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Local Research On Soil Nutrient Management Presented At SIU's Ag Field Day

 SIU AG Field Day Tour
Benjy Jeffords
/
WSIU
SIU AG Field Day Tour

SIU's University Farms hosts an Ag Field Day each year. This year, guests came to Carbondale to learn more about soil management.

The SIU College of Agricultural, Life and Physical Sciences hosted around 100 guests to present research and the latest trends in agriculture.

One presentation was on preventing soil erosion and chemical run off into water sheds.

University Farms Program Director Chris Vick says some of the research involves taking care of the environment.

“Nitrogen and phosphorus loss into our streams, which is which is going down to rivers causing hypoxia in the Gulf of Mexico, so farmers are being we're ahead it we're trying to be ahead of the curve and be good stewards of our environment and of our soils and trying to manage our crops. Well, we're not causing any kind of environmental impact.”

Vick says farm land should have something growing year round by implementing the use of cover crops in between cash crops like corn or soy beans as a way to prevent environmental damage.

“It's in runoff by soil erosion is one thing. Another thing is over application of fertilizers that so we want to make sure we're just putting enough fertilizer to have a good crop. But not excerpts of Mount's are going to end up in our stream bank and the cover crops help with that because by planting cover crops, we are capturing those nutrients in that cover crop and not letting them go into the streams.”

During the field day professors gave presentations about their research on herbicide use, nitrogen management, cover crops and more.

Nat from presentation: “Those cover crops are providing ground cover right, so we should expect to see less erosion at a water shed scale not just a plot scale and we’re seeing that now.”

The Illinois Nutrient Research & Education Council funds agricultural research at Illinois universities.

Illinois N-REC Association Chairman Jeff Kirwan says this research is important because they share the information to help farmers increase their yield.

“We provide research for universities and people throughout the state of Illinois looking at water quality issues, nutrient management, and a lot of those topics that are really, you know, important right now.”

Kirwan says the agricultural research they fund is paid for by famers and almost one hundred percent of that funding goes to research.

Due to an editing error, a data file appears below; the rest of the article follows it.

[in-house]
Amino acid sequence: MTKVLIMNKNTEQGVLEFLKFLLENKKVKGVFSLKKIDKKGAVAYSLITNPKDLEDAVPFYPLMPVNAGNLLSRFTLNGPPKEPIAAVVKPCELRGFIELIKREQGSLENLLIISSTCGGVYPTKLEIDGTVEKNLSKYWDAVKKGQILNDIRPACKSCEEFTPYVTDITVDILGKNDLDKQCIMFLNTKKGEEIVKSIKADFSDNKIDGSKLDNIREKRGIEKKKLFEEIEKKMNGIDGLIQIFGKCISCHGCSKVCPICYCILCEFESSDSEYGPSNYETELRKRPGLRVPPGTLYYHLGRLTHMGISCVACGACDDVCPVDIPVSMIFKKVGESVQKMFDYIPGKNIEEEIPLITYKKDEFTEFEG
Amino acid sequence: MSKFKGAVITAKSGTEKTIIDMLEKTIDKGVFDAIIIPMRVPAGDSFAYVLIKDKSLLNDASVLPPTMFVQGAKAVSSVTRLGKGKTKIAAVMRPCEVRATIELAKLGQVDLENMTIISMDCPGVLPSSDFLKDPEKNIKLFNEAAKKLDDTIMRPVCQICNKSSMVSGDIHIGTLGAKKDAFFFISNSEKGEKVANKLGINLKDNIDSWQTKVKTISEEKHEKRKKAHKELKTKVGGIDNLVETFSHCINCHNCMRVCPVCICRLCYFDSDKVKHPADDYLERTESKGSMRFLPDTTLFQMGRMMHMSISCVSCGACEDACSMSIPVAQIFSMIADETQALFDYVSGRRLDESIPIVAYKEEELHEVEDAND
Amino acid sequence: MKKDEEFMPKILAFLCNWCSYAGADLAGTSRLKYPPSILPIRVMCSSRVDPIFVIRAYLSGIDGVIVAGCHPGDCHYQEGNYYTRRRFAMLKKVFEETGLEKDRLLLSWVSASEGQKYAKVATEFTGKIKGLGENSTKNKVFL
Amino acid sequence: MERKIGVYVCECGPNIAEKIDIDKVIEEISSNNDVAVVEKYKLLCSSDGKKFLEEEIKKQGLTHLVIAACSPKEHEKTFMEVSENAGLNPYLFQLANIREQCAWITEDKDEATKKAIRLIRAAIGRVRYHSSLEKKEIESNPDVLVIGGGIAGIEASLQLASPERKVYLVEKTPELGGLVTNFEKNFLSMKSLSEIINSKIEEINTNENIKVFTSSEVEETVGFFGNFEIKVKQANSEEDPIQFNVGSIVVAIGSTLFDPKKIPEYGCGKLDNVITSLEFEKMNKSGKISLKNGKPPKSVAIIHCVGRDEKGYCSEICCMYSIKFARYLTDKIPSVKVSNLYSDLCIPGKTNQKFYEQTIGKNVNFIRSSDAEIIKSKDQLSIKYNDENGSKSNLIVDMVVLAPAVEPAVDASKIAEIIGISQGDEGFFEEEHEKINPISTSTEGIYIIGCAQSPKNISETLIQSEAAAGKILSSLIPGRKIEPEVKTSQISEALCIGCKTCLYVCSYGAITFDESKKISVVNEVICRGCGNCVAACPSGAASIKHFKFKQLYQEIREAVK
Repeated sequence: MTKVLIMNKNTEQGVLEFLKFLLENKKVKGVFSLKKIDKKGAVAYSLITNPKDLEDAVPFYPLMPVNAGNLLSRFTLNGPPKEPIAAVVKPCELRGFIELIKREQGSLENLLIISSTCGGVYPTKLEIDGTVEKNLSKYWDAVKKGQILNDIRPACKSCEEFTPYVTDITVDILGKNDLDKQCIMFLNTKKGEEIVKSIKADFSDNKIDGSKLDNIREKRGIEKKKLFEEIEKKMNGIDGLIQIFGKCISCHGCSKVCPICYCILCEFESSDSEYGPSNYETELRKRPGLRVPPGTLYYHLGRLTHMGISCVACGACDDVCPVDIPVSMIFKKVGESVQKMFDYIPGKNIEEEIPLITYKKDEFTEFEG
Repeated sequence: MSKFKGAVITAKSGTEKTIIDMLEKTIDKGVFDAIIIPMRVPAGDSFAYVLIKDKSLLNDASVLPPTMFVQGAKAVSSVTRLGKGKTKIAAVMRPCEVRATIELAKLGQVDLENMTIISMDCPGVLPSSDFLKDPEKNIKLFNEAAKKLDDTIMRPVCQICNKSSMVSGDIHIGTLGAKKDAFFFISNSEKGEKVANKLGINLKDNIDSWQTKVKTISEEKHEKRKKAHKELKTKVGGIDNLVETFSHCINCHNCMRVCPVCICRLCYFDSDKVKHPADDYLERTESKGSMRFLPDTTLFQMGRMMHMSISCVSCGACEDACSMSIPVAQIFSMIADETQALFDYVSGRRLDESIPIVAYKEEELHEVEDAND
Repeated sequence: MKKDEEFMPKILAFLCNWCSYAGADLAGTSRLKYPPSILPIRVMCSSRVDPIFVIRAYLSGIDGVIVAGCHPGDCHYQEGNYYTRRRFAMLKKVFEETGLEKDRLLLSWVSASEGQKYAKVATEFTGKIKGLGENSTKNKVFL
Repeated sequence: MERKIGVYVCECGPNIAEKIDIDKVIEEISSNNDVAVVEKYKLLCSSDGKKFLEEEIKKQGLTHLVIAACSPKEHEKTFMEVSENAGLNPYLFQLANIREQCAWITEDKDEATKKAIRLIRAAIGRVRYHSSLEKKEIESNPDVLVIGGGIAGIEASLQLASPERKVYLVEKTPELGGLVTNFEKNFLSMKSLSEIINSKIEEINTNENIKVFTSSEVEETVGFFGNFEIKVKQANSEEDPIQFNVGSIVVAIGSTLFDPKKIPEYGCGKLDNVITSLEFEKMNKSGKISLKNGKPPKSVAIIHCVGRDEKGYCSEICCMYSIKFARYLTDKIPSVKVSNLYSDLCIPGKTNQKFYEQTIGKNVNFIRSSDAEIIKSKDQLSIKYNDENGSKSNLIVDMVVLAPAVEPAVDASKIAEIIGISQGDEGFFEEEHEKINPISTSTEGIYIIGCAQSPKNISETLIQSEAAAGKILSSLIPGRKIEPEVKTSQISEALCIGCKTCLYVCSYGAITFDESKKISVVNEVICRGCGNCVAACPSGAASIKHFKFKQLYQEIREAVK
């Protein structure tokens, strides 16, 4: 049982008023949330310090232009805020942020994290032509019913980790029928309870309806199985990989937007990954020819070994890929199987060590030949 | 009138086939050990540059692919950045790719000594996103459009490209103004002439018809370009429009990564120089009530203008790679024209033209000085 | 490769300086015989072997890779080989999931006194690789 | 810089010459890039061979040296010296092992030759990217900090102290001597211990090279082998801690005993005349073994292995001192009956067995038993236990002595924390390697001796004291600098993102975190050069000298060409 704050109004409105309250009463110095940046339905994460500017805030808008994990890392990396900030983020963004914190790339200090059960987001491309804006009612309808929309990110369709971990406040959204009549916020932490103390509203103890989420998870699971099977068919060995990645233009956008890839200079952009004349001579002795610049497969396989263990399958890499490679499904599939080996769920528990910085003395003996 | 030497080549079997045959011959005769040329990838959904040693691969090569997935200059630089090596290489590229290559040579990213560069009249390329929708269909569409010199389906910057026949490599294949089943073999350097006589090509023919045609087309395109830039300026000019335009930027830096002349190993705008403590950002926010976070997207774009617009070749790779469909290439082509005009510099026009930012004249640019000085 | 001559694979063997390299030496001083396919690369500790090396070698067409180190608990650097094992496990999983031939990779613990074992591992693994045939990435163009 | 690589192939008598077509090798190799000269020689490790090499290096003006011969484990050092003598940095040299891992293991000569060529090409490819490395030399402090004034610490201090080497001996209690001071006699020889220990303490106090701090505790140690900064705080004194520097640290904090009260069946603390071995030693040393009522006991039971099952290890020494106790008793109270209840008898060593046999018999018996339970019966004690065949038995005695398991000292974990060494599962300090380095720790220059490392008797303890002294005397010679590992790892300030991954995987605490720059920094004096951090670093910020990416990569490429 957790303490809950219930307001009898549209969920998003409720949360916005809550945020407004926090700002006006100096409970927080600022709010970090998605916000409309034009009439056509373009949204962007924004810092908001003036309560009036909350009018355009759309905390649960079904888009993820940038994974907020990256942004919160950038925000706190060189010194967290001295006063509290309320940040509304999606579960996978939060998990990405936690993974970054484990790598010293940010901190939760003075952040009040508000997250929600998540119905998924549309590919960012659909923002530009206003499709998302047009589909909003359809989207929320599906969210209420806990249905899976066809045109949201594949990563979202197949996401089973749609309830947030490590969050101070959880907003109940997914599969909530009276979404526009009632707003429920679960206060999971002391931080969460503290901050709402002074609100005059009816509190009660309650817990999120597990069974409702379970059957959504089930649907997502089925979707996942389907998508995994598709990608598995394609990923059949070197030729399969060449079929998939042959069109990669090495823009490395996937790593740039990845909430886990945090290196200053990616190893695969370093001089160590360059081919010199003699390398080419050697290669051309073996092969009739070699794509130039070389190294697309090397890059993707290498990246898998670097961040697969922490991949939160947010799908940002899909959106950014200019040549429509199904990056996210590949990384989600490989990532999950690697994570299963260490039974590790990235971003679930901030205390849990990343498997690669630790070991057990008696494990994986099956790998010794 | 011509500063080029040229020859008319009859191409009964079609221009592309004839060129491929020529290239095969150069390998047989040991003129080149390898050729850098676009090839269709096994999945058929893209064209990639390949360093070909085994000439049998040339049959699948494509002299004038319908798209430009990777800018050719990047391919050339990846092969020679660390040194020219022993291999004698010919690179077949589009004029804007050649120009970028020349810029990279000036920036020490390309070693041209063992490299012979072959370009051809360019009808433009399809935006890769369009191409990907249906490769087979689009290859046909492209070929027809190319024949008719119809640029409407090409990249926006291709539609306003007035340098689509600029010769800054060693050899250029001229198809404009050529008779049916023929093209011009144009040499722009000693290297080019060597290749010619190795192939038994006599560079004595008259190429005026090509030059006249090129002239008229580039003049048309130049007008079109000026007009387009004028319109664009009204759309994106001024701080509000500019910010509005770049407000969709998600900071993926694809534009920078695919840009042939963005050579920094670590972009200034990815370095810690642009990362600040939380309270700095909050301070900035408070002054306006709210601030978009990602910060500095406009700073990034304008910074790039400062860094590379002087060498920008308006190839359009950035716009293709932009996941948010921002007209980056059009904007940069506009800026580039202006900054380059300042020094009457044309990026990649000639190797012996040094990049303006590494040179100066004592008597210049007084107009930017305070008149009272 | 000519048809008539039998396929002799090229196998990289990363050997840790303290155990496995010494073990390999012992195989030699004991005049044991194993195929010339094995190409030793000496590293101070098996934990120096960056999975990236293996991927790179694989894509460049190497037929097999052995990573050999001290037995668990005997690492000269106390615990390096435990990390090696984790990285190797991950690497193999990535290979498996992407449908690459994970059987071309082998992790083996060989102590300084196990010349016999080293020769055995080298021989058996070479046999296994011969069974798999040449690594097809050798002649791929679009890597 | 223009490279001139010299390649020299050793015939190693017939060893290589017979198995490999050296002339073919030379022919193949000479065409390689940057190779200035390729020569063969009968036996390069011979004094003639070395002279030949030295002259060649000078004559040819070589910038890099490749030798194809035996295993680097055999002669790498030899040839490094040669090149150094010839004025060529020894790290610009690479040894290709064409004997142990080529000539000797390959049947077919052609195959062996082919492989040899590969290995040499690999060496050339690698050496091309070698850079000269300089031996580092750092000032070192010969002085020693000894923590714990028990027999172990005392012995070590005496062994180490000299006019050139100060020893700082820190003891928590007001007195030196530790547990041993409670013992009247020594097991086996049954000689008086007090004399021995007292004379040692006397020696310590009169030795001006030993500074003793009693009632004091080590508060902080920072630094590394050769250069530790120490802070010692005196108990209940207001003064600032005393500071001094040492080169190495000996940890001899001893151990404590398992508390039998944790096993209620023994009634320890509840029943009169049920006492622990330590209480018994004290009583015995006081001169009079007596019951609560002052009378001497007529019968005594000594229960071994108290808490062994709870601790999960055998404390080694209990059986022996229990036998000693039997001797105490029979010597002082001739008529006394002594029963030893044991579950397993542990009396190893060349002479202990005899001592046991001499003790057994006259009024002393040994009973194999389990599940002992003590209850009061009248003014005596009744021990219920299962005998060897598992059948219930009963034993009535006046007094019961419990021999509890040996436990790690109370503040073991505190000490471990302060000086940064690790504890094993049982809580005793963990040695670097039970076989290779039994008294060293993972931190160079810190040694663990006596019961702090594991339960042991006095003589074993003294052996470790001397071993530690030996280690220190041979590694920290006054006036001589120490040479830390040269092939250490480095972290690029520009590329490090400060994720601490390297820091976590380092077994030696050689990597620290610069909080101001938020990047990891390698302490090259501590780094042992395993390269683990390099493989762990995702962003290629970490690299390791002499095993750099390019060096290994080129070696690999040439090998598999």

“We are funded through an assessment on the fertilizer that sold in the state at 75 cents and so that is what we use for our funding mechanism to provide, you know, universities like SIU money to look at different aspects of agriculture and what and some of the water quality and nutrient management issues that we're faced with.”

Vick says farmers in different parts of the state face different problems.

“N-REC funds things in northern central Illinois and we they have funding in southern Illinois because obviously our soil types and topography are much different than they are in central Illinois in the champagne area.”

Kirwan says N-REC has funded more than one million dollars in research at SIU over the last year.

“We have a lot of different universities and that that are looking at projects that we work with. And but it can be, you know, referenced throughout the state to meet the needs and the differences in the soils and other things that the people are trying to manage.”

Some of those projects are studied for many years.

“We’re funded a project here; I think three to four years ago in looking at gypsum and how to use that properly. And I mean, that was something that actually was, you know, asked from the Southern Illinois, you know, farmers and it was something that we were able to look at.”

The professors are seeing results from their research in the field and in the lab.

Nat of presentation: “This is our gypsum project, so we’ve applied gypsum now twice, this is our first trial back in December 2018, we applied it and these are the results through 2019. When we did a phosphorus fertilization that just swamped out. What you saw in that first five month six month period is what we hope to see, but you never know what’s going to happen that’s why it’s research right.”

Nat of presentation: “We have a number of projects in our lab that focus on integrated weed management, so we’re trying to put the chemical tactics together with other things to increase the types of selection pressure on the weeds.”

Kirwan says he looks forward to seeing the results from the research N-REC funds.

“This is one of those events that I really do like to come down and see you, because it gives me a new perspective of southern Illinois and some of the different challenges that are that we address down here.”

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